The fruit of the pair's labor airs Sunday when This American Life's second season debuts on Showtime.
Though Glass also will bring his show to movie houses across the country tonight — including theaters in Tampa and Sarasota — with a special This American Life — Live! event, Phillips' story is too long to appear on that program.
Alerted to the story by a producer whose family knows Phillips, Glass said he was drawn in first by his matter-of-fact recounting of how often he nearly dies when there is a problem with his respirator.
"The way he wrote about what those moments were like was utterly without melodrama," said the host, who was intent on avoiding a typical, corny story about overcoming a disability. "It was just a very easy reporting of, 'Here's everything that goes through my head when I realize I may die in a minute.' It was kind of amazing."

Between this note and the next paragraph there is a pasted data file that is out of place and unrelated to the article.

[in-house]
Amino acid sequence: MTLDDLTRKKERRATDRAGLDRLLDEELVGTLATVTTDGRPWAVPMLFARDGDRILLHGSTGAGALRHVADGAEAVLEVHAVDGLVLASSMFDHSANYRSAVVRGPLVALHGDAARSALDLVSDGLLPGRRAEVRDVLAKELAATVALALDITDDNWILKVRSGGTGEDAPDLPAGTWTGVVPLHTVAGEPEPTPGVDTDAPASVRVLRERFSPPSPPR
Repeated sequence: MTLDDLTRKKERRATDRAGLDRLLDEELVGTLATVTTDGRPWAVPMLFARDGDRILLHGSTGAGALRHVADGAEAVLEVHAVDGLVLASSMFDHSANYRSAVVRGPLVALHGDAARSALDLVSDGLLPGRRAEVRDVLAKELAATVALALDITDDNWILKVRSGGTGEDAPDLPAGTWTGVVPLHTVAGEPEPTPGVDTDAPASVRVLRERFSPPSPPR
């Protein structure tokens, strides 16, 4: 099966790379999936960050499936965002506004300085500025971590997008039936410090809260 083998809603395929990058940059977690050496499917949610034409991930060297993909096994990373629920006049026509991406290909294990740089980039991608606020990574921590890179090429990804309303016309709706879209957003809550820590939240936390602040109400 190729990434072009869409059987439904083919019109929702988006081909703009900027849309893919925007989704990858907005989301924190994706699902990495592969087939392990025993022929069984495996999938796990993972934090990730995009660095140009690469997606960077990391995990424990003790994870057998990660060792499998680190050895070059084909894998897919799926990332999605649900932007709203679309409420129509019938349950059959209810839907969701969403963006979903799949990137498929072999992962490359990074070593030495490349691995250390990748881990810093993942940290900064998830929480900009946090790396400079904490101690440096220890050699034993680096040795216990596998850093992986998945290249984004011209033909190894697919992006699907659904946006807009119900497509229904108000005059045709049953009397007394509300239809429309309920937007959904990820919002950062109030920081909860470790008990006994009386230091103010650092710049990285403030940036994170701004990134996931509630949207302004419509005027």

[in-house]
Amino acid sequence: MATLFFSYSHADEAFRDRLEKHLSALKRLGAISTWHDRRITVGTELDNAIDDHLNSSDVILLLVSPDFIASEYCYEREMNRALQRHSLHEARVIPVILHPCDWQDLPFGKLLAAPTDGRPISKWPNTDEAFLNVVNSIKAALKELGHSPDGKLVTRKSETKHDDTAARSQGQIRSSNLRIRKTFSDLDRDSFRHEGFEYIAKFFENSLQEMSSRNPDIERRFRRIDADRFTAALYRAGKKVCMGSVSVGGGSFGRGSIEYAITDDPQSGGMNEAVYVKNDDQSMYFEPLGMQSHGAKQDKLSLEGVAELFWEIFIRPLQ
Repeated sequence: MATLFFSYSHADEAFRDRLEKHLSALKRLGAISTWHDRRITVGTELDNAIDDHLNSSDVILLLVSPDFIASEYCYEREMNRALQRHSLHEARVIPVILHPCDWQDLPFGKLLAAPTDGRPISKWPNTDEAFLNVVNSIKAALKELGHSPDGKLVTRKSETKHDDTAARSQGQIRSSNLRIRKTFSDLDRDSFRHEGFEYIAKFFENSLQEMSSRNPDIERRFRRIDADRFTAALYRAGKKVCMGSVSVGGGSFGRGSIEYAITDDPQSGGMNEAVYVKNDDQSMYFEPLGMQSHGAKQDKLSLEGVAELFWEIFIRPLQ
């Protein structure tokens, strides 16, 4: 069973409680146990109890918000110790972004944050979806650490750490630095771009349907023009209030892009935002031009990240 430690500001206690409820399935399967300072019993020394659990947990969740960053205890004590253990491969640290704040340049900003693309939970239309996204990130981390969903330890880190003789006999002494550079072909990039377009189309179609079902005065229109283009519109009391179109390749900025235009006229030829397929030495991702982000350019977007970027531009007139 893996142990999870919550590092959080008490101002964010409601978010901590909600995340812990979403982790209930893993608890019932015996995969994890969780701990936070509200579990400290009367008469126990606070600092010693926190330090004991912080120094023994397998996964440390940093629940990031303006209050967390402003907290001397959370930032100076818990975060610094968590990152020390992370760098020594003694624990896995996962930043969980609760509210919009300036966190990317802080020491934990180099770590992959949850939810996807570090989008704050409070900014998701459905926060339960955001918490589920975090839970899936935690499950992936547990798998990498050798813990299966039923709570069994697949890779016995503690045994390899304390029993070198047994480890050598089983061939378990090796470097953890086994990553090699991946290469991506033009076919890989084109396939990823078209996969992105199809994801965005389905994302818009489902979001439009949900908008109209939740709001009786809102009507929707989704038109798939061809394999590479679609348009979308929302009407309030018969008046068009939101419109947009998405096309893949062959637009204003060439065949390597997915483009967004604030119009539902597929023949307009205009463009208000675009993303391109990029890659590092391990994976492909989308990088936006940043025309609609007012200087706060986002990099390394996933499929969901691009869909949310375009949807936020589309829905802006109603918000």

What Glass eventually uncovered was a young man who has lived longer than many struggling with spinal muscular atrophy, his weight at about 60 pounds and his muscles wasted away (those with Phillips' condition, the form that strikes in infancy, often don't live past one year).
But, at the nearly uncharted age of 27, Phillips wants more independence from the mother who still sleeps each night at his bedside, ready to respond if his breathing tube pops out.
What you won't see onscreen is that some of Phillips' new spark came from interactions with Glass, which required him to think a bit more about how he was living — and not living — his life.
"Mike was living in such a way, he had no space to himself. . . . I'd come over for a date and his room was public space, just an extension of the living room," said Sara Rosenbaum, a St. Petersburg Times reporter who met Phillips in 2005 through an online ad, began dating him a few months later and then dumped him last year, right before Glass entered the picture.